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Just home from emceeing the Food: Today, Tomorrow, Together conference, where I ate many things – perhaps most notably absolute perfection in the form of a salted caramel macaron (from the new M at the Calgary Farmers’ Market), meaning I didn’t make dinner, left M and W to their own devices and thus have nothing to offer, recipe-wise. But last weekend Sue fed me a suitably grainy-yet-delicious salad of the sort that makes one feel virtuous, well balanced and light on their feet. I even took photos, and totally meant to tell you about it. But then I thought rather than ask her for the recipe I’d ask her to do a guest post, since that seems to be a thing other bloggers do. And it sounds fun.
Figures she’d have to throw in a preface being all complementary of me. As if I wasn’t wearing rugby shirts (and crushed pink shimmery synthetic shirts with tails from Le Château, with my painstakingly crimped hair – I bet I have a photo somewhere in the basement) right alongside her.
So without any further ado, I give you Sue (hey, that rhymes!):
Hi everyone! My name is Sue, and like many of you I’ve been riveted to the computer for the last couple years, reading every Dinner with Julie post I could get my eyes on.
Julie got me hooked on food and cooking right from the start of our friendship, and I’ve known her for a few decades now. I still find myself amazed when I look at one of her new recipes (SO simple! SO PERFECT!), floored by her work ethic, and more often than not absolutely slayed by her humour. The thing about Julie I know best though, is her capacity for friendship. Julie has been an amazing friend to me since we met in Junior High. She never laughed at my appalling Grade 8 fashion sense (rugby shirts and brown-tinted glasses), or at my horrific first boyfriends when they finally appeared a few years later. We’ve both grown up a bunch, or at the very least we’ve quit drinking Southern Comfort and switched to wine.
It’s because Julie is an amazing and generous friend that she invited me to do this guest-post, and I’ll try really hard not to screw it up. I’m hoping that if you can bear having a sub from time to time, it might mean that Julie can take a night off work and just hang with Mike and W, and isn’t that something we’ve all been asking her to do? But not too often, I promise.
Introduction now aside, I’d love to tell you about this salad I make. This is a salad that’s really great to have on the table when you have things like ribs or burgers or smokies there too. Rich meat dishes, especially the all-indulgent ribs are one of life’s great pleasures after all, and I prefer my eating pleasures to be unsullied by guilt. This is a magical, guilt-erasing elixir of lentils, whole grains and raw vegetables and it’s full of lemony flavour (definitely use fresh lemons if possible!), and there’s feta too. Whenever I’ve ever served this salad to people outside my immediate family, they always take the recipe home.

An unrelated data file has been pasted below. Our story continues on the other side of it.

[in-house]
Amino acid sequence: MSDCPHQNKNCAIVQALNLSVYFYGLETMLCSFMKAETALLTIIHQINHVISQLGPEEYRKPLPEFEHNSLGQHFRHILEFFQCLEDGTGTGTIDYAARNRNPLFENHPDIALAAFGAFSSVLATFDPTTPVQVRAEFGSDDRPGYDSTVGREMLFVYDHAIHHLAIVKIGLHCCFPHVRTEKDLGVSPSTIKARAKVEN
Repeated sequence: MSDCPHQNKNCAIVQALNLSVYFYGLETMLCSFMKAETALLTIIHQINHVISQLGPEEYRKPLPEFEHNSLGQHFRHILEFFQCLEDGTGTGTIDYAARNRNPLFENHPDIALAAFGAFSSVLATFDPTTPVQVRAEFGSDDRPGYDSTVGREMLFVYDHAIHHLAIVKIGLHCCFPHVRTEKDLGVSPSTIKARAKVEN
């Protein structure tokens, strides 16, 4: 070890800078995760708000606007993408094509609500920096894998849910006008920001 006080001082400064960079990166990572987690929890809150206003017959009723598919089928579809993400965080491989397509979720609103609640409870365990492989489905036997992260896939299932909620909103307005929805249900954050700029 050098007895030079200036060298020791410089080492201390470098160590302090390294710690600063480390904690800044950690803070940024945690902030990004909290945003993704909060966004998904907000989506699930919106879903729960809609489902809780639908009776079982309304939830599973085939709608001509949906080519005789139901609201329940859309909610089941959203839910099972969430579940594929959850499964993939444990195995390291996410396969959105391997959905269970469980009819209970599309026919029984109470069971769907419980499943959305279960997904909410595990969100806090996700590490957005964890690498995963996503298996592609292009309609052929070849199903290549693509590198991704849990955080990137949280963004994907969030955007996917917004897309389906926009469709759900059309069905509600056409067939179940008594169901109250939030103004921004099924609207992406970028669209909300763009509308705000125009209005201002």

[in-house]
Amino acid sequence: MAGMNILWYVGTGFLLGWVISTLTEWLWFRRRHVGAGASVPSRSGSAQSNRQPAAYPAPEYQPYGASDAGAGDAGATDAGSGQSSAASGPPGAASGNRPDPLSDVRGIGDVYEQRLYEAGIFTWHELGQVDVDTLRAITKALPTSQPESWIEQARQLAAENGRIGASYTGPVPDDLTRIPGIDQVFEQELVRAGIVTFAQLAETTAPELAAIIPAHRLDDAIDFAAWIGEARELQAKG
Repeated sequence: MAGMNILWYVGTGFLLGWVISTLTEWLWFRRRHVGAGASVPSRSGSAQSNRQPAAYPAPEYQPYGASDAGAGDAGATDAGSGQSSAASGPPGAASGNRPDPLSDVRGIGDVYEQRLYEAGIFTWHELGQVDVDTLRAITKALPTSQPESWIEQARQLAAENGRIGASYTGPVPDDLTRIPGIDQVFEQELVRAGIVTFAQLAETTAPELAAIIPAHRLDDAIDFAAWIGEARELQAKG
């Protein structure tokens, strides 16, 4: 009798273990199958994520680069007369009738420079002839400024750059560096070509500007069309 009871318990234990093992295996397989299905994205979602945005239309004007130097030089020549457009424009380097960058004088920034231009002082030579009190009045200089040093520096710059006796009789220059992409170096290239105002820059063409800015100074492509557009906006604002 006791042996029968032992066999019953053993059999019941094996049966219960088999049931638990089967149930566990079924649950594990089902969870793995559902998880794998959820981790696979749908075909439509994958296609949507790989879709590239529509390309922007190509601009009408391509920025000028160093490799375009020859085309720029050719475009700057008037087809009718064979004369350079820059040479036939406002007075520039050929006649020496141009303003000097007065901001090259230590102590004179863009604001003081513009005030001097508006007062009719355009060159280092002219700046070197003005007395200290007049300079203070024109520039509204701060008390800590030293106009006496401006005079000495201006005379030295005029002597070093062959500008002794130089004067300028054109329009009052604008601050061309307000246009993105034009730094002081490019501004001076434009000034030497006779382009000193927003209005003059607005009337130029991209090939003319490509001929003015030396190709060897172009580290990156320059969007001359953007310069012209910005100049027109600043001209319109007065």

And it’s one of those salads that keeps well for a few days in the fridge, so you can dip into it for lunch the next day, have a couple spoonfuls when you get home from the gym and put it back on the supper table the night after that.
Like most things of this nature, the proportions and ingredients are extremely fluid. I love the wild rice in it because the texture stays that little bit crunchy, and really, it only needs about 1/2 cup uncooked, but wild rice is stupidly expensive. Feel free to substitute brown rice or omit it altogether. Other times if I need to feed a crowd, I’ll keep the wild rice but bolster the salad with some whole wheat couscous. Some of the vegetables should be crunchy, and if you’re planning on leftovers it’s best to cut the core (ie the watery bits) out of things like tomato and cucumber so as not to have an unappetizing soggy mess the day after tomorrow. Other than that, use what you already have in the fridge, or whatever looks good at the store.
You may notice in the photo a total absence of tomato and fresh herbs. That’s because I live a half hour’s drive to the grocery store, and I was already a glass of wine to the good when I started making this. The salad was fine without, and don’t you think it’s good to be happy when things turn out differently every time you make them? One last thing: you may want to keep an additional lemon on standby, or I suppose a couple tablespoons of red or white wine vinegar would work fine too. I’m always wanting to add that little bit more, but then I’m a bit obsessive with all things lemony.